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Tyne and Wear HER(6474): Newcastle, Westgate Road, The Bodega PH (Old Black Bull) - Details

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Newcastle, Westgate Road, The Bodega PH (Old Black Bull)




Licensed Premises

Public House

Early Modern


Extant Building

Designed by Septimus Oswald c.1872. This was a rebuild of the Old Black Bull Public House. Jacob Wilkinson took over the Black Bull around 1860. It had a small brewery which Thomas Dixon had run until 1857. The rebuild in 1872 included a shop as well as the public house. This arrangement lasted until 1893 when the shaving saloon closed and the space was added to the public house. Jacob Wilkinson improved the brewery. In 1901 the three-storey brewery building collapsed during foundation digging for the new Pavilion Theatre (demolished in 1992). The brewery had to be rebuilt and re-equipped. In 1903 Wilkinson held a dinner party for 100 people to celebrate its reopening. He died in 1905. The brewery was sold to John Fitzgerald. The pub was refurbished by Cackett and Burns Dick in 1906. Cackett and Burns Dick's refurbishment included a glamorous dome over the rear buffet. Extended by Pascal J. Stienlet, 1937 including a second dome over a new lounge extension. It retained its old name until 1996, when it was refurbished with a new pub front and named The Bodega. The plain red brickwork is enlivened by stone window surrounds, decorative stone trim to the eaves, stone bands at both floors, and alternating red and cream stone over first floor windows, giving it an Eastern look. Unfortunately the original sash windows on first floor have been replaced. The building did carry an early Fire Insurance badge but this has been stolen. The 1996 pub front received a Newcastle City Council Lord Mayor's Award for good design in 1997. LOCAL LIST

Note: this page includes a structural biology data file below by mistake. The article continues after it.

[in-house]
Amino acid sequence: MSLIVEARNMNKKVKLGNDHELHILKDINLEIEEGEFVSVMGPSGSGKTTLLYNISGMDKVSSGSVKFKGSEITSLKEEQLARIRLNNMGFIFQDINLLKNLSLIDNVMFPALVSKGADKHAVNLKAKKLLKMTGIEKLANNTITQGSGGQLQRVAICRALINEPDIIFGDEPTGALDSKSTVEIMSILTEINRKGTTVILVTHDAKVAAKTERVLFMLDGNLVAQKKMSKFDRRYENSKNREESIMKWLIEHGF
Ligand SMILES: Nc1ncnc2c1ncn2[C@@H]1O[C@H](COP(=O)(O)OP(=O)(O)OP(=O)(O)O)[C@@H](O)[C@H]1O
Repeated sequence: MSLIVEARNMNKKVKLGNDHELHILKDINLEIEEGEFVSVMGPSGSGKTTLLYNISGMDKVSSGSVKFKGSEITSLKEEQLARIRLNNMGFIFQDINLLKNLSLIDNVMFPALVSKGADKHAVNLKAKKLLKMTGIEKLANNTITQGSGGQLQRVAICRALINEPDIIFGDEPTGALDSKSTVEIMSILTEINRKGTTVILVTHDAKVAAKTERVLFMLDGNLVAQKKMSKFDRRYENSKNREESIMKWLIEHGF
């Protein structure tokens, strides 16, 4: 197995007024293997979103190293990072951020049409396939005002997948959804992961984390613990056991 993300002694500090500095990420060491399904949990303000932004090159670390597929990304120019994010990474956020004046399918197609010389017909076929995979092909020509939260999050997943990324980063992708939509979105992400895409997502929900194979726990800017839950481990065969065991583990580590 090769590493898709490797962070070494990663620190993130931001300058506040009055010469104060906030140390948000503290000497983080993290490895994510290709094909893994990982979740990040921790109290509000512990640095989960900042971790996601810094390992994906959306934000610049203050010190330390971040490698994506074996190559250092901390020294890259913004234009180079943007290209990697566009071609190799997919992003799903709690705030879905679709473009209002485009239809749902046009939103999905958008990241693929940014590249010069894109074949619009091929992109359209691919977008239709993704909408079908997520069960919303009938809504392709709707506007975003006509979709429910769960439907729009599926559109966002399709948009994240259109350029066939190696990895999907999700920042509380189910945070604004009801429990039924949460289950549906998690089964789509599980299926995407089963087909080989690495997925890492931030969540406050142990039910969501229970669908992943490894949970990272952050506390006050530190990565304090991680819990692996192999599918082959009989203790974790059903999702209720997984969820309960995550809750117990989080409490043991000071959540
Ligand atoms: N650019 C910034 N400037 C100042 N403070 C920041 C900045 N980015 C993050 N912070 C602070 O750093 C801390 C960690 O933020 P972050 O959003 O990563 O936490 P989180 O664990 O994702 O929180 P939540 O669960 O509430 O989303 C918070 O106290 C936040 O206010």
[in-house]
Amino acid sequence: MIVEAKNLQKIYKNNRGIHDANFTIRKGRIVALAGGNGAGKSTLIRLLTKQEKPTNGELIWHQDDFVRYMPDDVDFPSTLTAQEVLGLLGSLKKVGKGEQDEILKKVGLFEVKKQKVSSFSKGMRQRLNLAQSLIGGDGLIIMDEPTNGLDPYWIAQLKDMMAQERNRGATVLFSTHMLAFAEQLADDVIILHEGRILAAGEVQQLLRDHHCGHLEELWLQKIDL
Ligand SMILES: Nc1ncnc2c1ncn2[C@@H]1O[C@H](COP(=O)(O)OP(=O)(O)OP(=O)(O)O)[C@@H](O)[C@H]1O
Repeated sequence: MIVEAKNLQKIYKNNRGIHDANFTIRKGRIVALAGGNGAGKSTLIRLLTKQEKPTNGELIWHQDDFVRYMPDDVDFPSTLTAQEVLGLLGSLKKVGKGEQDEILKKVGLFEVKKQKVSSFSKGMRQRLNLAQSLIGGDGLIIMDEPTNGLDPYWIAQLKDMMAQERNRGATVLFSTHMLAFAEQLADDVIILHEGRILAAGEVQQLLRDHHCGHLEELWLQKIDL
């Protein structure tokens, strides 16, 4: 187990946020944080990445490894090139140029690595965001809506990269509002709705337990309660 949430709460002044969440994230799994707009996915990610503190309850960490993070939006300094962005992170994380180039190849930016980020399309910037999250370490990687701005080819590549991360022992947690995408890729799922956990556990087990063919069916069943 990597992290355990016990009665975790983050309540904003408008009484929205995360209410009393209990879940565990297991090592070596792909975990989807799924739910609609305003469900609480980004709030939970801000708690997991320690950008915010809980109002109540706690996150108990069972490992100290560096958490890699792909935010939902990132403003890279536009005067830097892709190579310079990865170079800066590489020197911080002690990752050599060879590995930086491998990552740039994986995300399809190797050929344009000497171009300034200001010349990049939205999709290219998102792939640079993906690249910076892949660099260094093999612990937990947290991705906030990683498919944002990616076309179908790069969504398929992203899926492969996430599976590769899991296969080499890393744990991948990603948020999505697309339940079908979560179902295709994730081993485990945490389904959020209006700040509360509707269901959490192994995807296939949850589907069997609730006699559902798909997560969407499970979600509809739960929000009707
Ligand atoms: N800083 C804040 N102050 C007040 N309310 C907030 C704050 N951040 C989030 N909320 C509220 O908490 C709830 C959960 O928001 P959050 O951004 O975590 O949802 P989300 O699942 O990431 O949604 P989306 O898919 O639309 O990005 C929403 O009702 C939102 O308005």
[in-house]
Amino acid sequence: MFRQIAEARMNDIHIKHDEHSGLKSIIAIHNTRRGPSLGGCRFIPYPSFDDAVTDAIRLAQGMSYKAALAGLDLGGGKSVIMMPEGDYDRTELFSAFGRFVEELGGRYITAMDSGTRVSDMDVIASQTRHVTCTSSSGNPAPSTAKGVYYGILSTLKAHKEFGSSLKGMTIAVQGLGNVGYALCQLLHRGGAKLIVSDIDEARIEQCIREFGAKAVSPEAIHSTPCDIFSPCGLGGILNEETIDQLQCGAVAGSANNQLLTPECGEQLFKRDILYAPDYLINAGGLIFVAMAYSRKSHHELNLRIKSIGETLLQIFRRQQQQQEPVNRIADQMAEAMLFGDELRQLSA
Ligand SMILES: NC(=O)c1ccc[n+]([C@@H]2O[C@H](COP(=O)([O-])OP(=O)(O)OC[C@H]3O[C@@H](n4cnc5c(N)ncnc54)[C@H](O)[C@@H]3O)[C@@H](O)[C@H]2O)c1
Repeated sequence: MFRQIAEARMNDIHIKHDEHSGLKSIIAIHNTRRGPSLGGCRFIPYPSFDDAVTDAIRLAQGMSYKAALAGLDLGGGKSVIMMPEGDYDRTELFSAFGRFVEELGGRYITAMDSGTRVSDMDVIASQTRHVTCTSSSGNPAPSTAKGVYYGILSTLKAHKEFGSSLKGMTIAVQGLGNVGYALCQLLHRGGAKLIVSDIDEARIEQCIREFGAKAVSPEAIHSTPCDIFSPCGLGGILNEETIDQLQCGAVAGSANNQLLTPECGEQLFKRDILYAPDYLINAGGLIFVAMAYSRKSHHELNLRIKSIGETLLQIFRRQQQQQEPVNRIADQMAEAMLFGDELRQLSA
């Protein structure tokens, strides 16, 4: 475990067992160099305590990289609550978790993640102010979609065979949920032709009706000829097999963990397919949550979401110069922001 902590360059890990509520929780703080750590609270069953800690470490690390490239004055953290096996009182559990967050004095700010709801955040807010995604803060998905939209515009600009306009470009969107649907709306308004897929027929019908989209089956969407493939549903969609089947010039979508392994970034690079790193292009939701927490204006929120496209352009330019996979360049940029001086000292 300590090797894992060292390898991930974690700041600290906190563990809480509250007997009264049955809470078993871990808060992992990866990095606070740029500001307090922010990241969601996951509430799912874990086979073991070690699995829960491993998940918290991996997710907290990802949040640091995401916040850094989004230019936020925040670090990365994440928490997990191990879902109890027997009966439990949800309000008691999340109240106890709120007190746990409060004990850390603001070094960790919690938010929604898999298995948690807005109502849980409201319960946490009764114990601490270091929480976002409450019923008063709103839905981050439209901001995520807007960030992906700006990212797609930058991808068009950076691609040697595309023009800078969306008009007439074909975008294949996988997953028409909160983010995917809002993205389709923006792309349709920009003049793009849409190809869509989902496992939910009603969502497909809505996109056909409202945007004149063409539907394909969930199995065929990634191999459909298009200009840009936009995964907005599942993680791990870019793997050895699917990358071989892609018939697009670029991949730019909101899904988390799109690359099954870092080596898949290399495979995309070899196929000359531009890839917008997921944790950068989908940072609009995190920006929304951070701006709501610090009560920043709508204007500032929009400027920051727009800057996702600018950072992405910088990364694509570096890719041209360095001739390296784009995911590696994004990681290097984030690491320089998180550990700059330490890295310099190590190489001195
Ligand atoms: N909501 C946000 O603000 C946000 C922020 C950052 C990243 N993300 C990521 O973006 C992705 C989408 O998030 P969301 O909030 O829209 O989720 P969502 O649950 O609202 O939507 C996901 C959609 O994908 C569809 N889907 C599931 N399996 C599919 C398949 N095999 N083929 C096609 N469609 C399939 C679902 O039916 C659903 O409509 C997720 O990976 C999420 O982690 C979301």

N. Pevsner and I. Richmond, second edition revised by G. McCombie, P. Ryder and H. Welfare, 1992, The Buildings of England: Northumberland (second edition); D. Lovie, 1997, The Buildings of Grainger Town; Brian Bennison, 1995, Brewers and Bottlers of Newcastle upon Tyne From 1850 to the present day, p 60; pers comm, AAG Archaeology, 24 Feb 2015; Bennison, B, 1998, Lost Weekends, A History of Newcastle's Public Houses, Vol 3, The West

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